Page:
Cable is slated to be cancelled as of April with issue #25 (the final issue being called Deadpool and Cable #25).[17]

Characterization

According to Duane Swierczynski, although the writer "missed Cable's heyday in the early 1990s," Cable is "[his] kind of antihero - the cryptic, Man With No Name of mutantkind. If [Swierczynski had] quibbles with the Cable of yesteryear, it's that he was just a tad too powerful. [Cable] could port around the world at will, fetch beer from the fridge with the power of his mind, and then crush said beer can against his metallic love handle."[18] When asked whether Nathan Summers was a tragic character in his mind, Swierczynski replied that "Cable's still a bad ass soldier, make no mistake. But [the mission to protect Hope Summers in X-Men: Messiah War] is breaking him down like he's never been broken down before' and said that [the readers are] going to see Cable struggling with a new bodily problem, one directly borne out of his experiences in 'Messiah War.'"[19]

Powers and abilities

Cable was born with telepathic and telekinetic abilities, however, the extent to which he has been able to utilize these powers have varied dramatically throughout his appearances. Originally both were limited by his need to restrain his techno-organic infection and his powers were negligible compared to his more traditional fighting skills. However, following the subsidence of the infection they gradually increased to the point where they were similar in magnitude to those of Nate Grey, whom he is genetically identical to. At their height, he demonstrated the ability to simultaneously levitate the floating city of Providence and combat the Silver Surfer.[20] Following that story, his powers were burnt out and he replaced both with technological substitutes. Later he states that both his telepathy and telekinesis have faded to nothing.[21]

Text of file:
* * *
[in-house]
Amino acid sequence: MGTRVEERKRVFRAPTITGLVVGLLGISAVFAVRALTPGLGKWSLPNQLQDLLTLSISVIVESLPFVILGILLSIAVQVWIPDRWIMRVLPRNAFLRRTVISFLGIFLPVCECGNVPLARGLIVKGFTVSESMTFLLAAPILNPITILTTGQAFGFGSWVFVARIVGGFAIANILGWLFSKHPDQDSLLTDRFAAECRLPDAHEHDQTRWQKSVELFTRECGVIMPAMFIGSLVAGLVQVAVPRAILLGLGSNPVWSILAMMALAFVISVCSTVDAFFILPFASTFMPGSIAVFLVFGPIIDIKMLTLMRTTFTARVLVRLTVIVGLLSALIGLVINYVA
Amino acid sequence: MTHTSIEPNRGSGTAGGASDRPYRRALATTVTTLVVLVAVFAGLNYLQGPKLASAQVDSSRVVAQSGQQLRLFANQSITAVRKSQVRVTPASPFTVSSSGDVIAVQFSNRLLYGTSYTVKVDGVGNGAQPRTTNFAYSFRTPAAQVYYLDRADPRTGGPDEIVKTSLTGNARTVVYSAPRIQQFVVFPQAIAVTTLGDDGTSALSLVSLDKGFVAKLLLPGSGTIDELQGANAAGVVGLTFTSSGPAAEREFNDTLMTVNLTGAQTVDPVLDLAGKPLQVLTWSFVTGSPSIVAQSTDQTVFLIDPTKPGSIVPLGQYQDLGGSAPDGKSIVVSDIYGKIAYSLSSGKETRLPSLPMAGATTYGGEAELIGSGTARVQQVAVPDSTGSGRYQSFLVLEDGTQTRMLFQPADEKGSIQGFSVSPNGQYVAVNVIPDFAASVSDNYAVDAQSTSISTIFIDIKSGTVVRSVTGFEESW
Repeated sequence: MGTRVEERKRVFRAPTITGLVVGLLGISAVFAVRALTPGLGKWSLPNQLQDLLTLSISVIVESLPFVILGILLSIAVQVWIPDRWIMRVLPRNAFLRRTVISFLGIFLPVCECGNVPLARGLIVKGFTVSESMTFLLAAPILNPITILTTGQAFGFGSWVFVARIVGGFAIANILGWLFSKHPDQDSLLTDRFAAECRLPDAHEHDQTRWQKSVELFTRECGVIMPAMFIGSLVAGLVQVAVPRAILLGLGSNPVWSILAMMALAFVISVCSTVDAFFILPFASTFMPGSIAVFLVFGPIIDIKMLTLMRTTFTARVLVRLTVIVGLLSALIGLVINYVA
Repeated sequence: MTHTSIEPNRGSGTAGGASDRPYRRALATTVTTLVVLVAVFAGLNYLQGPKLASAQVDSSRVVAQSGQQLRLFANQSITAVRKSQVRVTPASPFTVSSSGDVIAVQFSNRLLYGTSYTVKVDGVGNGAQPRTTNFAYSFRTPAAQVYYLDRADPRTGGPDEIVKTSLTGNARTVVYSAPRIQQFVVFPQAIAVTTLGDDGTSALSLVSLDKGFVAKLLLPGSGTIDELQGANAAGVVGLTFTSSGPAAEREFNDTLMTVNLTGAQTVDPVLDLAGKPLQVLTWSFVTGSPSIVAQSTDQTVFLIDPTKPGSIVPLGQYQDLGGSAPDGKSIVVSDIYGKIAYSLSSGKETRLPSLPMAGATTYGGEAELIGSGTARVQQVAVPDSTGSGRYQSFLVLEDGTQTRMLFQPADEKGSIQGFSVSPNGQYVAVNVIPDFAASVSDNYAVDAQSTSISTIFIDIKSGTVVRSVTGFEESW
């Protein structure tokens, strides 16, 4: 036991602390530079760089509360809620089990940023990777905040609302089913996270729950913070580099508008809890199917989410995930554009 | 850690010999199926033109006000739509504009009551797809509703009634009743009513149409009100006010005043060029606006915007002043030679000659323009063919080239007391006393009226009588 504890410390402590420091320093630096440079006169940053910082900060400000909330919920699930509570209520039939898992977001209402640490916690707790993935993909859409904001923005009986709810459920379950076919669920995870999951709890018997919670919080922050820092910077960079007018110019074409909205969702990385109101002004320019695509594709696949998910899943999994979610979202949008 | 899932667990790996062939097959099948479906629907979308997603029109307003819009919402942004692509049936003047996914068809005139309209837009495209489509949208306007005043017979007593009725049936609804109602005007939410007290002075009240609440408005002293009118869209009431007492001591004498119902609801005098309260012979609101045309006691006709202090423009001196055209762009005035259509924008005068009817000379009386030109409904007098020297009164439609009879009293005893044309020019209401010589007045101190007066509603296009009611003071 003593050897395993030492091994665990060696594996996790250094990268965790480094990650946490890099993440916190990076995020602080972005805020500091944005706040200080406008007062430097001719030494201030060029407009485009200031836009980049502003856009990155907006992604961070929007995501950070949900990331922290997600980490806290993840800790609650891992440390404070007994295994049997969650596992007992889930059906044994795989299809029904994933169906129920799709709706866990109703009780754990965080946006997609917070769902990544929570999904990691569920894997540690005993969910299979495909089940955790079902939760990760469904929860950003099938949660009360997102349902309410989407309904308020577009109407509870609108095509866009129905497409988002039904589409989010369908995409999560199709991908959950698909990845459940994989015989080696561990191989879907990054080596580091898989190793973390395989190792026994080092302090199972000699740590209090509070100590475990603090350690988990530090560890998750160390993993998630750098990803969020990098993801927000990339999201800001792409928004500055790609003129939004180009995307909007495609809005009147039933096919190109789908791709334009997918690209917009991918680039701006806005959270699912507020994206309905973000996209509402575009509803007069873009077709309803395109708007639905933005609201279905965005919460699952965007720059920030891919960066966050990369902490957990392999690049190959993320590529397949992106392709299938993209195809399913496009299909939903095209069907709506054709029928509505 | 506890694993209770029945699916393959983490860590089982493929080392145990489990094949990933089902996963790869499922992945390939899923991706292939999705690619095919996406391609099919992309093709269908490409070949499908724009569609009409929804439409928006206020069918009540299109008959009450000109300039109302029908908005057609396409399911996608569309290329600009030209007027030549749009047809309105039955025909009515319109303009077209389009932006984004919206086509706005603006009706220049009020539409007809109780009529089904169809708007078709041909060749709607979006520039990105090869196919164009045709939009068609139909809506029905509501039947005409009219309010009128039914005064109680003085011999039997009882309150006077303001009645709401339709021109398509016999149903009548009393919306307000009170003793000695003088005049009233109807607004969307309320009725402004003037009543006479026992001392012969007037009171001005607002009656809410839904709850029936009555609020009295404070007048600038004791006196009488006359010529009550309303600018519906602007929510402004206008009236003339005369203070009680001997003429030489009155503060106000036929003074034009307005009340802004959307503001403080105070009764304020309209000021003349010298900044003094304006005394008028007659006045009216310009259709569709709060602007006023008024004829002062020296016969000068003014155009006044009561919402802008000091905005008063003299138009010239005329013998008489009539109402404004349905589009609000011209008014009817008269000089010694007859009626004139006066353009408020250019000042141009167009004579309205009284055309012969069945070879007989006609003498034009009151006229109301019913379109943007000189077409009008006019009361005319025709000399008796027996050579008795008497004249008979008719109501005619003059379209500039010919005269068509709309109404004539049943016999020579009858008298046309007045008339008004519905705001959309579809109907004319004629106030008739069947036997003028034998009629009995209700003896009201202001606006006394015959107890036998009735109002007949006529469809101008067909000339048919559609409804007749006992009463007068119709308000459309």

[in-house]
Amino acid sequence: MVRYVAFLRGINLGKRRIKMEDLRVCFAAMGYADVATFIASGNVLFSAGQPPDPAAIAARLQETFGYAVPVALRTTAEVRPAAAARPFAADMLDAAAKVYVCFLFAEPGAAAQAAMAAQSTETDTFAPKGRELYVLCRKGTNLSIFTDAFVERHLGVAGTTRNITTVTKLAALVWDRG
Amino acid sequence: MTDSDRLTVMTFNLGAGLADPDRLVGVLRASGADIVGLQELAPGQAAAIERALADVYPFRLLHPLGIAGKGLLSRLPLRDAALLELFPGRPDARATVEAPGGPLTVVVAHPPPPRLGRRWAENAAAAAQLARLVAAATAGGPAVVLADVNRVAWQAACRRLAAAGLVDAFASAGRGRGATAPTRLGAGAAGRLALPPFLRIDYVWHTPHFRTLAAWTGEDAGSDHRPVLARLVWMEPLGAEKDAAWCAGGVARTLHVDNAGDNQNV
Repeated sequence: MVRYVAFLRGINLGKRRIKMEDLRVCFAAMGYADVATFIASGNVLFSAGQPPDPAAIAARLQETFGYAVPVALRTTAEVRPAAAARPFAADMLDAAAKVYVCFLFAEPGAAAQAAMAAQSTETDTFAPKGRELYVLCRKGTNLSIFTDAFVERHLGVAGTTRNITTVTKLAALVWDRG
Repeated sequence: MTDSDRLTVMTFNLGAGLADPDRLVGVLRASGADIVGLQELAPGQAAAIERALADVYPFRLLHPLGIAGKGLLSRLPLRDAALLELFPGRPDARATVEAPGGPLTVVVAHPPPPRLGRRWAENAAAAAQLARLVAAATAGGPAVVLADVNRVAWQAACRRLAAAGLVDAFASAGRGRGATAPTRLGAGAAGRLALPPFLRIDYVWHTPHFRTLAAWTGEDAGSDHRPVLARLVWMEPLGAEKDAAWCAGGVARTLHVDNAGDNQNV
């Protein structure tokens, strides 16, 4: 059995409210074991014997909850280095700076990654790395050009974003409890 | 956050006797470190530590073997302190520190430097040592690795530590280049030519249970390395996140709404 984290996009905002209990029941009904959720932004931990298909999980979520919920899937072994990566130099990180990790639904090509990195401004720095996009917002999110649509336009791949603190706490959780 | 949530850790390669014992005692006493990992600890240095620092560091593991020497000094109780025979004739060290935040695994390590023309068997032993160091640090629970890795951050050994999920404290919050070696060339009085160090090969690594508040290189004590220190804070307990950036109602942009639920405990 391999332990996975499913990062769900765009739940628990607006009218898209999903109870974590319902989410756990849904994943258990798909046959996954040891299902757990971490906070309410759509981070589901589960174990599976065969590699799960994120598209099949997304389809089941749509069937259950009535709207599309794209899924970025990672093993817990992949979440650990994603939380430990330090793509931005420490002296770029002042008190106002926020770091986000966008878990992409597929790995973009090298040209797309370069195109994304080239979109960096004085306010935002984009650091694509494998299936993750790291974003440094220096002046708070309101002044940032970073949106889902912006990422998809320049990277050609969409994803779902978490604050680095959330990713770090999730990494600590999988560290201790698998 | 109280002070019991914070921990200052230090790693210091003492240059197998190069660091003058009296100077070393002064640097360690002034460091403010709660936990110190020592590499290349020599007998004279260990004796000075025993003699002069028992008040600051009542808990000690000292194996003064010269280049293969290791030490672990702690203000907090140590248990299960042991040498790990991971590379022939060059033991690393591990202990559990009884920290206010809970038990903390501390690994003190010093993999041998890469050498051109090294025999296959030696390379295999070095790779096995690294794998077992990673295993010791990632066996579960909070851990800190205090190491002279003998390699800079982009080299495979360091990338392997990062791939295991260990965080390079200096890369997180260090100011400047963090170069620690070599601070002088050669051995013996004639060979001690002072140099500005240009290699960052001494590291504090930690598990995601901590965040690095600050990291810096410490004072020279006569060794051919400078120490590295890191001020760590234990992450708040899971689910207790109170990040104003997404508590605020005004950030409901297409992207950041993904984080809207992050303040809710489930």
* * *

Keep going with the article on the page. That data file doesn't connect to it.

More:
During Messiah War, during the fight with his clone, Stryfe, Cable demonstrates the ability to hide others from Stryfe's mental view, implying that at least he retains some of his telepathic powers. He also still possesses some of his telekinesis, but he is using it solely to keep the techno-organic virus in his body at bay.[22][23]

His techno-organic body parts possess enhanced strength and durability, and his techno-organic eye gives him enhanced eyesight, allowing him to see further than a normal human and in the infrared spectrum. He is also able to interface his techno-organic body parts with machinery, using them to hack into computers, open electronic locks, and travel through time[citation needed].